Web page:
This is a post I’d never expect I’d ever write. I’m a heavy CD buyer, but I’ve never collected vinyl. That is, until about two weeks ago. My dad was looking at his music collection and in doing so, he unearthed his old vinyls, which he hadn’t seen in goodness knows how long. Me and Dad have a fairly similar music taste so a lot of albums I love were discovered. Tango In The Night by Fleetwood Mac, Graceland by Paul Simon and Songs From The Big Chair by Tears For Fears being just three examples. Needless to say, I was in my element.
They were just three vinyls in a larger batch he gave to me. The 12″ of Blue Monday has become a particularly prized item in my music collection. It got me thinking though because a few months ago a family friend kindly gave me about a dozen Madonna vinyls. And I have a very limited amount of vinyls myself that I bought in a now closed down vintage store here in Belfast about two years ago. I’ve no turntable so I’ve not been able to hear any of it. And I’ve always wanted one to. Getting this influx of records has made me finally bite the bullet: at long last, I’m going to get a turntable and start a vinyl collection!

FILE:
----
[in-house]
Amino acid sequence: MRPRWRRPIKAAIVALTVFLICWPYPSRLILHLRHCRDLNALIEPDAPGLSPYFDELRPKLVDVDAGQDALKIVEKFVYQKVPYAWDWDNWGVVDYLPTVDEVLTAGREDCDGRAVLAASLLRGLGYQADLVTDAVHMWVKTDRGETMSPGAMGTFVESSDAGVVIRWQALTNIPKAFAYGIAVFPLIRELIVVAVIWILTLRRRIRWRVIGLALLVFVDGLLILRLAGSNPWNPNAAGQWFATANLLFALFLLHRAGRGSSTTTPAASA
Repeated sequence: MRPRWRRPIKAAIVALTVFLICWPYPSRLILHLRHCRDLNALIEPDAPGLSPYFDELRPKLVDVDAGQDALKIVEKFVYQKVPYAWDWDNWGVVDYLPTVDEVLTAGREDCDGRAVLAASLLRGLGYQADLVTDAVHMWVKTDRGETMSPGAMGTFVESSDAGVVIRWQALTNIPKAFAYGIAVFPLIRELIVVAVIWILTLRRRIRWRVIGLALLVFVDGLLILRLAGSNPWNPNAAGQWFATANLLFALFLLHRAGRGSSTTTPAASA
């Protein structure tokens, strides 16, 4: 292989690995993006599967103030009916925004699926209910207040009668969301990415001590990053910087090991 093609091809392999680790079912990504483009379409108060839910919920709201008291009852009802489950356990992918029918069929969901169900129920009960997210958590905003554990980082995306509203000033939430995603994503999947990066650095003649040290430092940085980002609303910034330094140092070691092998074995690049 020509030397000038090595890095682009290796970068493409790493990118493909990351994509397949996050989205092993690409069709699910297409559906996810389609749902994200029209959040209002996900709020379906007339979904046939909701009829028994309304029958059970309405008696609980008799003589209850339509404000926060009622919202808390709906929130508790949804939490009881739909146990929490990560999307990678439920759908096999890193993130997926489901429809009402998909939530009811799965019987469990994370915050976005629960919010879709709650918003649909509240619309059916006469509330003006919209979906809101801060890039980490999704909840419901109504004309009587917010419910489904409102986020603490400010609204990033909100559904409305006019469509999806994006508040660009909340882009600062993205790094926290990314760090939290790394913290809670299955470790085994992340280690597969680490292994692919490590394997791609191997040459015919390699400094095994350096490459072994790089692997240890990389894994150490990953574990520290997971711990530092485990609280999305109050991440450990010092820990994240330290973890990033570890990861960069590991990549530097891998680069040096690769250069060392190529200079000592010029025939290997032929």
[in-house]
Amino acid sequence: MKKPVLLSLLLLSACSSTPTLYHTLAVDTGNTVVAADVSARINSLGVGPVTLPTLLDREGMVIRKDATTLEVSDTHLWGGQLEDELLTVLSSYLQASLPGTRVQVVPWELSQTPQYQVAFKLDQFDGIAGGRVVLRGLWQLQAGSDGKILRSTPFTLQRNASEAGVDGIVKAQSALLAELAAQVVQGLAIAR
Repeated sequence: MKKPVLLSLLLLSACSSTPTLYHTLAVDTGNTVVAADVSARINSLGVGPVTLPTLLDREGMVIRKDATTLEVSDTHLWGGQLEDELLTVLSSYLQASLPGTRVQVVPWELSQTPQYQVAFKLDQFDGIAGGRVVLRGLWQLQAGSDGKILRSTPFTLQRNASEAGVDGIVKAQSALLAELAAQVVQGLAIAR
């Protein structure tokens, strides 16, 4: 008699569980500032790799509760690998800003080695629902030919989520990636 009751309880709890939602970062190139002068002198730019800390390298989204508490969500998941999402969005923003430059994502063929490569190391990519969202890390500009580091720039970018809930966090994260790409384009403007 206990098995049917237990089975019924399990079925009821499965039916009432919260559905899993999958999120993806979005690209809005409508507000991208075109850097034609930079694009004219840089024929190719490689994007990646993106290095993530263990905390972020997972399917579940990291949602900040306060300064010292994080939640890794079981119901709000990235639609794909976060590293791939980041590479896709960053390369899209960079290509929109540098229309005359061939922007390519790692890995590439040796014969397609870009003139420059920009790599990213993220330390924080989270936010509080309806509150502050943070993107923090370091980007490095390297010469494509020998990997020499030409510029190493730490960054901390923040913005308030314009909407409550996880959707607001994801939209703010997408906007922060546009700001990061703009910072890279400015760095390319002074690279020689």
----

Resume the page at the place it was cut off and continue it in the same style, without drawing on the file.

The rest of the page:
Of course, I’ll need to be limited with my vinyl. I’ve got around about 500 CDs, and there’s just no way I can possibly replicate that on vinyl. It’s just not financially feasible. So I’ve set myself some limitations. For now, I’m only going to collect Madonna, Pet Shop Boys, The Clash/Joe Strummer and Factory Records vinyls (New Order, Joy Division etc). Amazingly, it doesn’t seem too difficult to do. I’ve discovered a great shop in Belfast city centre (situated in Wellington Place) called Dragon Records. I’ve already bought about six vinyls from there. For Factory Records and The Clash/Joe Strummer, they’ll be my main source. I’ve actually already bought some Clash/Joe Strummer and New Order records from there. I’m going to a few other places in the next couple of days too. I’m looking forward to seeing how this new found hobby progresses!